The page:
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RE: next steps to help this problem area?

This is MUCH more inviting, and oddly, it looks like it will provide more privacy.

People have very strong opinions on irrigation systems. I hate them all, as my name indicates. I want to move to England where I will never ever have to adjust a sprinkler again. Read on if you are bored and have nothing better to do.

You do not have to use drip. I've been told that many native plants will not tolerate drip irrigation. So you may want a bit of a plan before you even start laying pipe.

I hate drip systems because you can only water individual plants. The rodents eat through it and I don't notice and my plants die. They clog. I can't figure out how long or at what rate to water things. The parts are cheap and break easily. Drip is my most hated irrigation system after the garden hose (you can read about that by clicking on my name).

I really hate in-ground sprinklers. They are expensive. You can't change your garden or plants and the sprinklers dictate where you can put things and how tall you can let them grow. The sprinklers never cover everything right: they over water some things and don't reach others, requiring hand-watering. Rats eat the heads of the plastic ones. Earwigs nest in them and clog them. You have to dig trenches and holes to fix them. You forget to turn them off. You buy expensive timing systems that you cannot program, which water your yard when it rains. The cheap heads will not adjust right so you water the house, the fence, the driveway, and the concrete. The water pressure changes and plants go unwatered, so you have to adjust them endlessly. Buy a wetsuit.

I'd go on to how much I hate Rainbirds and hose-end sprinklers, but your yard looks too small for those.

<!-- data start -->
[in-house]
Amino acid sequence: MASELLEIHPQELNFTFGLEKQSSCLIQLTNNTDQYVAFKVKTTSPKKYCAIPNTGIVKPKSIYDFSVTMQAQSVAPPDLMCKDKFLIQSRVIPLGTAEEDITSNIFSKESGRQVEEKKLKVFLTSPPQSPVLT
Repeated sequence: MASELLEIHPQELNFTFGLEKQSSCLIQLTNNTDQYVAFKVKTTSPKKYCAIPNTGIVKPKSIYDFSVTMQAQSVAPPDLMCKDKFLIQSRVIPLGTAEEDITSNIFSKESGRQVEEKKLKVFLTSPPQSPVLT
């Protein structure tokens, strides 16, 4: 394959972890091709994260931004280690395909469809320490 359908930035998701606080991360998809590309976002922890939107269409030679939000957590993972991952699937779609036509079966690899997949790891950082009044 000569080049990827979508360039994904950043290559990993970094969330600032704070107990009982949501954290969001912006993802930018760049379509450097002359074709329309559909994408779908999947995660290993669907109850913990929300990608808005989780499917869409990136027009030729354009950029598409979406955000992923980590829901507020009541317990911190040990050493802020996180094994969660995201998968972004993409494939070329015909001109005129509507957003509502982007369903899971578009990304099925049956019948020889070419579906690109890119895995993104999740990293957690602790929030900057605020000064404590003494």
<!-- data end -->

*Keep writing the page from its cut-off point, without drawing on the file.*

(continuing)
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RE: next steps to help this problem area?

bigmoof, your concept is beautiful. Hope you can stand back and enjoy it in the not too distant future!


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RE: next steps to help this problem area?

  • Posted by wcgypsy 10 / Sunset 23 (My Page) on
    Mon, Jun 25, 12 at 20:53

lol...I agree with absolutely everything Renee said about irrigation....the only issue not covered is how when you have to be gone for a couple of weeks your husband puts in drip lines and spinners to help you out and with the mulch and all, you keep cutting through lines with the shovel....
of course, this is why I'd already told him I didn't want them in the first place.........


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RE: next steps to help this problem area?

I would lay down shredded redwood mulch over the area you want to plant, then water it well, then keep it moist beneath the mulch. This is from Las Pilitas' site:

Three inches of mulch on top does more than six inches tilled in over a 5 year period to improve the soil's health. On sites with compacted soil the texture, drainage and fertility of the soil was is completly changed after mulching heavily (it took a couple of months for the worms, fungi and microfauna to start working).

http://www.laspilitas.com/easy/easysoils.htm

I'm a fan of dripworks.com, their systems have made my life so much easier. Not all my natives are on sprayers, just the ones that like moist soil, but their sprayers are totally appropriate for natives that need regular watering.

Have fun!


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RE: next steps to help this problem area?

  • Posted by bigmoof 9 CA, Sunset zone 15 (My Page) on
    Wed, Jun 27, 12 at 22:42

oh boy... no irrigation system??? all those delicate new roots are likely to die right in front of my nose. i'm feeling a little overwhelmed in my life right now. but maybe if i had a husband, and didn't have a full-time job, or some version of that scenario. i hardly ever see my house in the light of day because of work! lol.

i'm excited about the mulch idea: i've heard that there is no way to improve clay, so this mulch information is heartening. i will be sure to report back when i have some specific news about the project. thanks everyone!

oh - by the way. are most of the people in this forum from southern california?


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RE: next steps to help this problem area?

It's not that you can't irrigate natives, you just don't want drip type irrigation. Instead, something that is similar to rain, like sprayers. Just position them to spray into the drip line and not to the trunk.


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RE: next steps to help this problem area?

  • Posted by bigmoof 10 CA, Sunset zone 1 (My Page) on
    Thu, Jun 28, 12 at 0:58

Las Pilitas Nursery! i have heard of it -- have even read plant descriptions on their site -- but i had no idea is was such a wonderful, thoughtful source. i am going to climb in bed right now with my laptop and read read read!